Barbara Soots, Washington OSPI OER Project, Washington OSPI Mathematics Department
Material Type:
Teaching/Learning Strategy
Preschool, Lower Primary, Upper Primary, Middle School, High School
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  • OSPI
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  • Washington Office of Superintendent of Public Instruction
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    Education Standards

    MPIR - Clothesline

    MPIR - Clothesline


    Clothesline is one of many Mathematically Productive Instructional Routines (MPIR). They are short (10ish minutes), daily exercises aimed at building number sense. This is one of six different MPIR covered in the Mathematically Productive Instructional Routines collection from the Washington Office of Public Instruction and the Washington Association of Educational Service Districts.

    Why Clothesline?

    In the Clothesline routine students consider and discuss how to place and space numbers in relation to each other on an open number line. Students strengthen their understanding of number relationships, relative magnitude, precision, and equivalencies through this routine. The dynamic nature of the clothesline allows students to explore, manipulate, and make sense of math concepts without memorizing definitions.


    Mathematical Practices:

    The specific task used may expand the Mathematical Practice possibilities, but in general, this routine will encourage students to use:

    SMP 1: Make sense of problems and persevere in solving them
    SMP 2: Reason abstractly and quantitatively
    SMP 3: Construct viable arguments and critique the reasoning of others
    SMP 6: Attend to precision
    SMP 7: Look for and make use of structure.

    What is Clothesline?

    Using a clothesline and foldable number tents a class number line is created. Values are selected to suit the learning of the students. Students compare and describe relationships among quantities, angles, data points, expressions, or other mathematical values.

    Here are some sample videos of Andrew Stadel using the Clothesline Math routine. Find more information about using this routine on his blog.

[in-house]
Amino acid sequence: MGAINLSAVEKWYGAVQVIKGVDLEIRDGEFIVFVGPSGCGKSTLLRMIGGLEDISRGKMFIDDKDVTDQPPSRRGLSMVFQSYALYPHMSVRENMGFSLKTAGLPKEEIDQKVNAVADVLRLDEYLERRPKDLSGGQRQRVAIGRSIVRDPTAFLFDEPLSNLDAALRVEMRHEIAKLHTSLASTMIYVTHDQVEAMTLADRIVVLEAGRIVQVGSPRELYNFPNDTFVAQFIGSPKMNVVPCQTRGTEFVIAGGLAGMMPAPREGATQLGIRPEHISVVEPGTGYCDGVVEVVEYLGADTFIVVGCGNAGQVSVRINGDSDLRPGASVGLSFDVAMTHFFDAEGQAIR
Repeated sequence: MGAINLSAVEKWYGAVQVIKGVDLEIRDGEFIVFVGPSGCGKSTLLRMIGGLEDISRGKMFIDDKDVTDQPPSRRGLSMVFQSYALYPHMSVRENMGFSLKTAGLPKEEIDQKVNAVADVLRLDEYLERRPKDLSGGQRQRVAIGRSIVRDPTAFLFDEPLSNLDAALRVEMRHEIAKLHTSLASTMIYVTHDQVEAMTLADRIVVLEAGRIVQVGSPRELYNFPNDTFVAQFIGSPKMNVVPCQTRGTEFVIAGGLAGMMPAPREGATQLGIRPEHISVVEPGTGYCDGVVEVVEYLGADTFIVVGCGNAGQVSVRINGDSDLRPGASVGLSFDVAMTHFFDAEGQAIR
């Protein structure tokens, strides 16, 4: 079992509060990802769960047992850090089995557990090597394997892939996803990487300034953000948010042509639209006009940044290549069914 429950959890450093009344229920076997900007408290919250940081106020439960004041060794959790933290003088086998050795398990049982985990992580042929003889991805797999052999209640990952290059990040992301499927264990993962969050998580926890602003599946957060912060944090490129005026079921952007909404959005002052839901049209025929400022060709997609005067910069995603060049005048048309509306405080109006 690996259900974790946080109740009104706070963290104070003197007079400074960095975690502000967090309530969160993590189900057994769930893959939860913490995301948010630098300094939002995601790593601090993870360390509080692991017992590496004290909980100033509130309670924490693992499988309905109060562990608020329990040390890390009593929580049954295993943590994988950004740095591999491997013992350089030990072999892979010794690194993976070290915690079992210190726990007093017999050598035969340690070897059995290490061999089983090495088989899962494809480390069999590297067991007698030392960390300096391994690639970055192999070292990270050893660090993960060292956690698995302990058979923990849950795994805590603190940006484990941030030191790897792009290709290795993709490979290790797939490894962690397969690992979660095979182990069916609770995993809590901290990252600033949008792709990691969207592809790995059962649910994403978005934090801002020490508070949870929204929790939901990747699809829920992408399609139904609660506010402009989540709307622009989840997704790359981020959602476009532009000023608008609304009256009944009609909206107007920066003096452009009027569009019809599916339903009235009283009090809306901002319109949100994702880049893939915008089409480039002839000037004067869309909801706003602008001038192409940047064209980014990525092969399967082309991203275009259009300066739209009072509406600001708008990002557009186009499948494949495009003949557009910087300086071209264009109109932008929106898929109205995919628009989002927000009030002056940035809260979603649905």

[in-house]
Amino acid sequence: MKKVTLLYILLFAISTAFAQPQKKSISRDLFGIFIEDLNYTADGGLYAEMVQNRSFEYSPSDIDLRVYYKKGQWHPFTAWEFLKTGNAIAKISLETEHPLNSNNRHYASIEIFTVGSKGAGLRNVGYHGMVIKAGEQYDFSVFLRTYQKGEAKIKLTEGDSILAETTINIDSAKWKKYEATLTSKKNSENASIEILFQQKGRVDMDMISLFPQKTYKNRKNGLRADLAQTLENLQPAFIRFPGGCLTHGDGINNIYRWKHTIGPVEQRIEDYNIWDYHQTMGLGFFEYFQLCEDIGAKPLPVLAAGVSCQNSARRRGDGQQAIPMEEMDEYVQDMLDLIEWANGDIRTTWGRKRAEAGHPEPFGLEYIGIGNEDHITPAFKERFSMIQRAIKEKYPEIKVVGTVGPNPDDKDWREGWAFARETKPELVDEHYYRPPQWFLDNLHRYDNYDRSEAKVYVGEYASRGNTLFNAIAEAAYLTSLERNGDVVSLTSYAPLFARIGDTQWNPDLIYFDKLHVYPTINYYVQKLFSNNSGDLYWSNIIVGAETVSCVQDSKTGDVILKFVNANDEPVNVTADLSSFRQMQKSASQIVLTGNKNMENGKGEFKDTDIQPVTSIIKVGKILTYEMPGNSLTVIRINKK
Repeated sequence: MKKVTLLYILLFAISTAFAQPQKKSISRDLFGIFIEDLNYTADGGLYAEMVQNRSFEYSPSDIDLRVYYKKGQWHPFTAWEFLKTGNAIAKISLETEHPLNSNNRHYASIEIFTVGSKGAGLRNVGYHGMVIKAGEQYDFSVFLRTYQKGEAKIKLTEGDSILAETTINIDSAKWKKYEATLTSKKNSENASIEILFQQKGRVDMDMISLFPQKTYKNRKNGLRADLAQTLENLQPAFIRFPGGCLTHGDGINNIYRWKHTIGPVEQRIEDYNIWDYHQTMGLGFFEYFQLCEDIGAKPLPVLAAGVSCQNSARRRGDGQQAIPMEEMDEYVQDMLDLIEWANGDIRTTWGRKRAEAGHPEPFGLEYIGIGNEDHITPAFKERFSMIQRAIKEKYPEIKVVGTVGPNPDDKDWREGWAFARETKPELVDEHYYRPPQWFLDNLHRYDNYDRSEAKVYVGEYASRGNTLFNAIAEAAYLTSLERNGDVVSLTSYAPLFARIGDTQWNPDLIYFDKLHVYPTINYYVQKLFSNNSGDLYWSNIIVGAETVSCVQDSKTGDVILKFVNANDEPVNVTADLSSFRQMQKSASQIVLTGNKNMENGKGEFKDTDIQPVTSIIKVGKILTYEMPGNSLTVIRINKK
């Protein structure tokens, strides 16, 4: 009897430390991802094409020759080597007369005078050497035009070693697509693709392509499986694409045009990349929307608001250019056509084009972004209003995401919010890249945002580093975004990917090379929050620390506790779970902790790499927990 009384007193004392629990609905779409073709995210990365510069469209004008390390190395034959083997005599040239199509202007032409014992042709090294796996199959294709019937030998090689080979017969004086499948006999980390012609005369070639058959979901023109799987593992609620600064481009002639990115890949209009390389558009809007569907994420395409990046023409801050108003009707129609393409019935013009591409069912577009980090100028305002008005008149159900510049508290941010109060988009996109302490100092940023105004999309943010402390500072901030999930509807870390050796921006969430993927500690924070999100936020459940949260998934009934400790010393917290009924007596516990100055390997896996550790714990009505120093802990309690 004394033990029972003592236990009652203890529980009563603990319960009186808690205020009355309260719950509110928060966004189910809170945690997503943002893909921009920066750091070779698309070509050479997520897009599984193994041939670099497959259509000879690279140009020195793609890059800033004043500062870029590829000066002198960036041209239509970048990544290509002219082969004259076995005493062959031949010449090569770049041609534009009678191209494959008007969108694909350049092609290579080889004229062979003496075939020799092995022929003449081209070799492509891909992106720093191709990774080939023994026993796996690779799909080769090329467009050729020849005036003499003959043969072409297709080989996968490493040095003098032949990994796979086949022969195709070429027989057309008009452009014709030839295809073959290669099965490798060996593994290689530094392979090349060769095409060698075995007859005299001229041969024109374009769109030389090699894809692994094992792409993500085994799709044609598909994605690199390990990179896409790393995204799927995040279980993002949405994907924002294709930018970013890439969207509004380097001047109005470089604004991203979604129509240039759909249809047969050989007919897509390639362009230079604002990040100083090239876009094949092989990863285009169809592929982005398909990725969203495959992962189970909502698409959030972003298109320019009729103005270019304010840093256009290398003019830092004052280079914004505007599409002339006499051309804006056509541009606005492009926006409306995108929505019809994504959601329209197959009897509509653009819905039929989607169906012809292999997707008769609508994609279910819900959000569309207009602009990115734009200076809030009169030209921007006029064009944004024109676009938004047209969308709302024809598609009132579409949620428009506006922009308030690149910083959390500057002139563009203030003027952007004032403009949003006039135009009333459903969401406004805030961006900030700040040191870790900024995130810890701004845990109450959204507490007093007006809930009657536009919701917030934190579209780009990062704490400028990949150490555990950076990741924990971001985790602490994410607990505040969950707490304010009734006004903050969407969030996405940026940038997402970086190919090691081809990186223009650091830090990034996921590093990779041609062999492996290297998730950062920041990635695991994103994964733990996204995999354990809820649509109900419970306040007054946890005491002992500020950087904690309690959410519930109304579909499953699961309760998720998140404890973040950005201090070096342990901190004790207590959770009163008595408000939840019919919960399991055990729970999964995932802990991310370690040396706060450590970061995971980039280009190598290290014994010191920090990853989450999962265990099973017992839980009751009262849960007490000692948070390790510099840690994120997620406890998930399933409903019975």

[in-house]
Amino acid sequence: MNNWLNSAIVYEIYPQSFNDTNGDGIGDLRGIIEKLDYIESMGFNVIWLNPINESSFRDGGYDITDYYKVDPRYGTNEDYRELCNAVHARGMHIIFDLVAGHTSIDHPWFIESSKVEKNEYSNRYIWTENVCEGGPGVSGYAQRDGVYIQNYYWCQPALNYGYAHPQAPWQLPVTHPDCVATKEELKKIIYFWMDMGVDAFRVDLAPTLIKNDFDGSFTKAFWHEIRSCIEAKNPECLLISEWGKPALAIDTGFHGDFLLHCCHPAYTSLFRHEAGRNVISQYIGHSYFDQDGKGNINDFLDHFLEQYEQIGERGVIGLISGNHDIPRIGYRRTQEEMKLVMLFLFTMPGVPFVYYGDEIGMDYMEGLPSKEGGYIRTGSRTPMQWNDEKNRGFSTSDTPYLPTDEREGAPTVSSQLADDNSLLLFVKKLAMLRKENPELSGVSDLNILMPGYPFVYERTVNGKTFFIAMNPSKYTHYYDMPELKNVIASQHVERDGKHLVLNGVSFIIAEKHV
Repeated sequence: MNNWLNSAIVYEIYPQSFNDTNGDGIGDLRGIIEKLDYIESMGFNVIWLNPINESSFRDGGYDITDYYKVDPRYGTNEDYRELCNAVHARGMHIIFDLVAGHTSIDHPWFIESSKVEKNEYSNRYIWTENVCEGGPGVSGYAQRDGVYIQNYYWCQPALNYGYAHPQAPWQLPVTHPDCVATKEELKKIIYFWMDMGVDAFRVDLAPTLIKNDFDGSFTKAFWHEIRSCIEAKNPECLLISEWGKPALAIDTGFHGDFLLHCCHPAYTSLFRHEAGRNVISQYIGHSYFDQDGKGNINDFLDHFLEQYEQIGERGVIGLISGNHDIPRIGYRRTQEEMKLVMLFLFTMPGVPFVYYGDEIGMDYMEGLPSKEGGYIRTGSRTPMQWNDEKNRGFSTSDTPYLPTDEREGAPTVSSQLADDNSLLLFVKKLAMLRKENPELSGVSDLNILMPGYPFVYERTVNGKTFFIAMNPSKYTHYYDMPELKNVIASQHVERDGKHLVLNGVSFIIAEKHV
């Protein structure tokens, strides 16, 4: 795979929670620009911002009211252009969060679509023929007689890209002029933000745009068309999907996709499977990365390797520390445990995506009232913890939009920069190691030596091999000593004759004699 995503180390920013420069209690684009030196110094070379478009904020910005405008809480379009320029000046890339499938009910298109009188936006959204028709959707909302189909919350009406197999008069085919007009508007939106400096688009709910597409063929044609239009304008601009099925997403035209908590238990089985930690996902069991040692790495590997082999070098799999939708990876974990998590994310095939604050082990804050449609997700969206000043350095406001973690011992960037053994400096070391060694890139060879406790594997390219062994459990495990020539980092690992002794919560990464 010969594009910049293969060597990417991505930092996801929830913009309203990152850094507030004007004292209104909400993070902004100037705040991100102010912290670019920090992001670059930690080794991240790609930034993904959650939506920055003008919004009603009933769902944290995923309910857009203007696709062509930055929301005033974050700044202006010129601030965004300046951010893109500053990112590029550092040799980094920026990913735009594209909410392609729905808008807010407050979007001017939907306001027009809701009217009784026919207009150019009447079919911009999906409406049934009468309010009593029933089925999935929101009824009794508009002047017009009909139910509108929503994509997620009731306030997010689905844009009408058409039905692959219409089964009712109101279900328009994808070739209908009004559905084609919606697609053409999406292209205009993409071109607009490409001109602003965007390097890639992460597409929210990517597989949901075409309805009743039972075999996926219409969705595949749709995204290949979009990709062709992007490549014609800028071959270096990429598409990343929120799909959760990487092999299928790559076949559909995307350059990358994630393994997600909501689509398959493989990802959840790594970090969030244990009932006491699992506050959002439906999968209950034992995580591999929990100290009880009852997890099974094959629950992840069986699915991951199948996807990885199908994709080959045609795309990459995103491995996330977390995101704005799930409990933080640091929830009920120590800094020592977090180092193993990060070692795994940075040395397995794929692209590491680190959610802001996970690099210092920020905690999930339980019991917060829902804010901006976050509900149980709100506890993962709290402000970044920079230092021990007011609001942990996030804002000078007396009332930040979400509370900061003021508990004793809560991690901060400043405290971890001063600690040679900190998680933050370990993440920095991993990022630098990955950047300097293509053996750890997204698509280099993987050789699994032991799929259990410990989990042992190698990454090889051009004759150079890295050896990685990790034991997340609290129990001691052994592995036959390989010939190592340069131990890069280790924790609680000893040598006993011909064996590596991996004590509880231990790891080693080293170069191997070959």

How Do I Implement Clothesline?

    Hang a clothesline across the whiteboard, wall, or anywhere in your classroom! Here is a video by Chris Shore about how to set up the actual clothesline. Use index cards or this template to create a set of mathematical values your students can position, compare and discuss. Give a Card Set to a group of students to go place on the clothesline. The group may add, move, remove or create Benchmarks as needed. While the group is placing values students at their desks are creating their own number line on a lapboard. Once all value cards are placed on the clothesline, ask the class if they agree with the group’s response on the clothesline. Discuss the disagreements and errors.

    Another version is what Chris Shore calls “Place or Correct”. Give one card to one student (or a pair of students), and have them place it on the Clothesline. Then hand the next card to another student(s) and offer them to either place that card on the Clothesline OR move a card already on the Clothesline and give their card to another student in class. This strategy can allow for more students to be involved in the placement of value cards and encourages students to be activly processing and working on their whiteboards.

    While placing a few markers on the clothesline to start can offer scaffolding for students new to the routine, try leaving it open to students and see how the thinking and discussion grows. Try it with whole numbers, fractions, algebraic expressions, angles, or many other concepts students learn across the grades.

    This Process and Resource Guide provides simple steps for planning and implementing clothesline. Clothesline Math from Chris Shore is also a great site dedicated to the routine and includes many premade card sets that you can download and print.

    Mathematically Productive Instructional Routines Menu

    Clothesline is one of many Mathematically Productive Instructional Routines (MPIR). Click on one of the images below to see other examples:

    clothesline    teacher and students          boy thinking
                   Clothesline                              My Favorite kNOw                        Notice and Wonder

    number talk in math class     students discussing math          shapes
               Number Talks                                Ten Minute Talk                          Which One Doesn't Belong

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